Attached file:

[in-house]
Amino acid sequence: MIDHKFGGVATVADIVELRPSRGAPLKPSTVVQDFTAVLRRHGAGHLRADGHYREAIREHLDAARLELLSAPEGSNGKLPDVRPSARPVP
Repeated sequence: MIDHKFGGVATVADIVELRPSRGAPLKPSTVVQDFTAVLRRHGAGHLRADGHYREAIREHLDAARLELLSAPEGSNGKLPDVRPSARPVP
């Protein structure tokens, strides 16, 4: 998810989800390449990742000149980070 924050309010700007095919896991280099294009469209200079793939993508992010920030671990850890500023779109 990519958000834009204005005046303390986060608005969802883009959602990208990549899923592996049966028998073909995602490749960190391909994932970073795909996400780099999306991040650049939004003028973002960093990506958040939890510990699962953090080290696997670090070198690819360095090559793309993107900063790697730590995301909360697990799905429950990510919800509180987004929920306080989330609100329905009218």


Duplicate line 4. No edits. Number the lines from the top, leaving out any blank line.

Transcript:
């Protein structure tokens, strides 16, 4: 998810989800390449990742000149980070 924050309010700007095919896991280099294009469209200079793939993508992010920030671990850890500023779109 990519958000834009204005005046303390986060608005969802883009959602990208990549899923592996049966028998073909995602490749960190391909994932970073795909996400780099999306991040650049939004003028973002960093990506958040939890510990699962953090080290696997670090070198690819360095090559793309993107900063790697730590995301909360697990799905429950990510919800509180987004929920306080989330609100329905009218």